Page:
She deems the meat done and wets her fingers, pulls the strips from the pan, sizzling with fat, onto a plate. She divides a portion of it onto another plate, and adds the bread, and carries both plates to the table. They sit across from each other, and begin to eat in silence.

"I have to go into town tomorrow," James says, after long minutes, when Miranda is only picking at the last remains of the meal on her plate. James has eaten his own plate clean, an instinct she hasn't yet managed to instill in herself and one he had never lost, even in London.

Miranda makes a humming sound, acknowledging without having to come up with something to say.

"I didn't find it," he says after another moment, quieter. Looking down at his plate, not at her. "It was a bad lead, or--" He pauses, shakes his head a little. "Anyhow. I need to see if there is any news, anything new to follow."

"All right," she says, instead of what she wants to. Stay, she wants to tell him; wants to tell him not to go into town, to remain here with her. She will be better, she thinks of promising; she will snuff out the odd sickly flame of resentment, and learn again how to be around people.

But she doesn't, keeps her mouth shut and avoids his eye as he avoids hers. In a moment she will summon the strength to stand, clear the plates and heat the water to wash them, to go about her life with James only stepping in and out of it, and extra plate, a near-silent form at her table. She will stand up, and she will go on, but for now she allows herself to just sit, in the silence between them.


When she awakes the next morning she hears sounds from the porch, muffled scrapes and thumps. She knows it must only be James, absent from the bed beside her, but she still pulls herself up, the little hitch of anxiety enough to propel her to investigate.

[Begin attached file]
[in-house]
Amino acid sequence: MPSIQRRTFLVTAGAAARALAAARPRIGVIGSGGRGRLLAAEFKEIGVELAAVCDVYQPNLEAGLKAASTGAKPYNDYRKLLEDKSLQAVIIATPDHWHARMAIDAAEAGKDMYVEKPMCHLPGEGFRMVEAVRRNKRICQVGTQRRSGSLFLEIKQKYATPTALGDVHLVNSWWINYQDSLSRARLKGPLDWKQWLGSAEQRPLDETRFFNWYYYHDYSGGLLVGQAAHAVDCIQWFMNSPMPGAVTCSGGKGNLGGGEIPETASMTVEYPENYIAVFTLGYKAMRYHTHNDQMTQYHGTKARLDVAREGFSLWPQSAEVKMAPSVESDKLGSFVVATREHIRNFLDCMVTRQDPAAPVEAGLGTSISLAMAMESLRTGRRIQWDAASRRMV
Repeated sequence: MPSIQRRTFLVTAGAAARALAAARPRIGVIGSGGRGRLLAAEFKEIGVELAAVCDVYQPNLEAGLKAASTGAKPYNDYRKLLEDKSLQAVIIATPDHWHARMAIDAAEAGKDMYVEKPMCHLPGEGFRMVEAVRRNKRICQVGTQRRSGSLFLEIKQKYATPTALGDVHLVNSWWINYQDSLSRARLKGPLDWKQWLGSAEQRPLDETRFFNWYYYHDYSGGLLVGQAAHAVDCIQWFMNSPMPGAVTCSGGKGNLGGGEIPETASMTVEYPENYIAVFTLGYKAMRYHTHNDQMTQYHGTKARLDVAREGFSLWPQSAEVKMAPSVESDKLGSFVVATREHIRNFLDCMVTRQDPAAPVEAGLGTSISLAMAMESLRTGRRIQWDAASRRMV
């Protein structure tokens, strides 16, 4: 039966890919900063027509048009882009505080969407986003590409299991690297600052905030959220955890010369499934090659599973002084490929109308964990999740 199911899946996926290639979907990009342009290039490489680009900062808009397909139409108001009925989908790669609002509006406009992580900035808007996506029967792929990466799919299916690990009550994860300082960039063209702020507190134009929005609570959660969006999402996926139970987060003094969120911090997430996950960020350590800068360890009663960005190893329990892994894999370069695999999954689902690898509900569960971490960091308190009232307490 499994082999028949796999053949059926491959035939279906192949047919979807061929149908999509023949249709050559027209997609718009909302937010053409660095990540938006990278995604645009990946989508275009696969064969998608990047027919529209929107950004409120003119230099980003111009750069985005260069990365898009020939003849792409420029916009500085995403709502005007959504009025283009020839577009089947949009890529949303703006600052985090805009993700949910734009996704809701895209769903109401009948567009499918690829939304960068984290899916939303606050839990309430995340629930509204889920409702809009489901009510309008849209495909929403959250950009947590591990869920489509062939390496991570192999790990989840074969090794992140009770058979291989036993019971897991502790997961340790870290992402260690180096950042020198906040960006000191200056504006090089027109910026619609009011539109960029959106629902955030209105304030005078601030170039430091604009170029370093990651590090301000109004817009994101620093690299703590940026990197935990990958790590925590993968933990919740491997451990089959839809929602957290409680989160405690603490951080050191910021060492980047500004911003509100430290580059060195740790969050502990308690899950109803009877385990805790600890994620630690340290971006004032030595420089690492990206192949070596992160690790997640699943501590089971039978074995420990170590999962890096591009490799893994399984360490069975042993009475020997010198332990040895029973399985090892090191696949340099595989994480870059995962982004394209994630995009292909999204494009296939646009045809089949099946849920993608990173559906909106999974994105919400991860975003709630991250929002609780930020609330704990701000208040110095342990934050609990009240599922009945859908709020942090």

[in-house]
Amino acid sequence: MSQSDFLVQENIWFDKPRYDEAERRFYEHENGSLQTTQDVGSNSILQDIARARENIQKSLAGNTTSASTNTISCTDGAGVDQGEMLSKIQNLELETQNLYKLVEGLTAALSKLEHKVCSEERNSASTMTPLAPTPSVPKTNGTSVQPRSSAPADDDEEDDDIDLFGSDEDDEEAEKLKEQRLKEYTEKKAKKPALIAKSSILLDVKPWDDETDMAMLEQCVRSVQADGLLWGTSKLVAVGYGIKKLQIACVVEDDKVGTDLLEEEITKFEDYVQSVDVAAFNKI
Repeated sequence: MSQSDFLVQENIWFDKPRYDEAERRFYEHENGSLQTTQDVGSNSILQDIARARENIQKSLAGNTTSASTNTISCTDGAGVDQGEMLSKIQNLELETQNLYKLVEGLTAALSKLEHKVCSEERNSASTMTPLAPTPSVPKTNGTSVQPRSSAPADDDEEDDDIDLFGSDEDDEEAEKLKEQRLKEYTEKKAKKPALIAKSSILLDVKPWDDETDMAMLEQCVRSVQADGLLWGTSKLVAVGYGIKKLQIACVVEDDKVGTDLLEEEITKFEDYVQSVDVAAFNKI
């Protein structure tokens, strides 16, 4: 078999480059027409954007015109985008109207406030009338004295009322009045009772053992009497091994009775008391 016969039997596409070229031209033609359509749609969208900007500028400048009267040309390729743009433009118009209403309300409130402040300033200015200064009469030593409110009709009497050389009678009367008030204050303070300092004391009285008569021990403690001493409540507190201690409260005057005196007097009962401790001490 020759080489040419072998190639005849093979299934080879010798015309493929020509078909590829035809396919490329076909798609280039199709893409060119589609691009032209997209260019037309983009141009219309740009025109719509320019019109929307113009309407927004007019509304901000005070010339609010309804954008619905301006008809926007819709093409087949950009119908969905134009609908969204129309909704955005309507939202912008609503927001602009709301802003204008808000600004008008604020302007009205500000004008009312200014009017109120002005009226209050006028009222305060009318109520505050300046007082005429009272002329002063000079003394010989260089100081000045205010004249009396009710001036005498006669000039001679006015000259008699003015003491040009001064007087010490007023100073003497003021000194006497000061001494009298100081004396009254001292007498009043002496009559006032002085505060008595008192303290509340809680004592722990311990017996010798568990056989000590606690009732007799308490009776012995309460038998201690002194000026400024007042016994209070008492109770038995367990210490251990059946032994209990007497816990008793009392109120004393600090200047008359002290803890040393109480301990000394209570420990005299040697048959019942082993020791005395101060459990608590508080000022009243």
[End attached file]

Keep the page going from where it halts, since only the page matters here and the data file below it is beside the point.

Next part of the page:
The front door is standing open, and when she steps to its threshold she sees that there is a small collection of firkins and half-barrels stacked up on the porch. James rounds the corner of the house, a small crate under one arm and a saddlebag in the other. He smiles at her a little when he sees her, a small, crooked thing that nonetheless reaches his eyes. She can't help smiling back: he'd been so exhausted yesterday, distracted and hollow-eyed, and she'd had the worry that that is how he'd be until he left again.

He climbs the porch steps. "Morning," he says, setting his armload among the rest of the stack.

"Good morning," she says. "This is quite the collection."

"I thought I'd unpack the wagon," he says. He points to a barrel near the bottom of the stack, then a firkin next to it, then to a half-barrel beside that. "Flour, salt, cornmeal."

She nods. "Thank you."

"Just wait," he says, and smiles at her again: he is in a good mood, as if the night's sleep has minted him new. It pulls at something in her chest to see him like this: he is so light, compared to his usual heavy exhaustion and grief. Like a tiny hook back to the man he had once been, so many years ago.

He takes a short, stout knife from where it is tucked in his belt, and uses its dull edge to pry open the top of the crate. Packed among sawdust, he pulls out a cone of sugar, wrapped in its blue paper: he hands it to her, and she smooths her thumb over its seal. She looks back up at him, but he is already turned back to the crate, pulling out a tiny jar of something, then a stack of books, then a small wooden box.

"Tea," he says, holding up the box, and nods to the jar, "and cinnamon." He runs his fingers lightly over the spines of the books. "I know you already have Donne, but I couldn't leave it behind. Then there is Dryden, and Ptolemy's Geography, and," and he glances over at her, "Margaret Cavendish."

"Really," she breathes, surprised. He extracts it from the stack, hands it to her, and she opens it, running her fingertips over the words. I language want to dress my fancies in, the hair's uncurled, the garment's loose and thin. "Wherever did you find it?"

"It was wedged behind a shelf," he tells her, "as though it had been lost."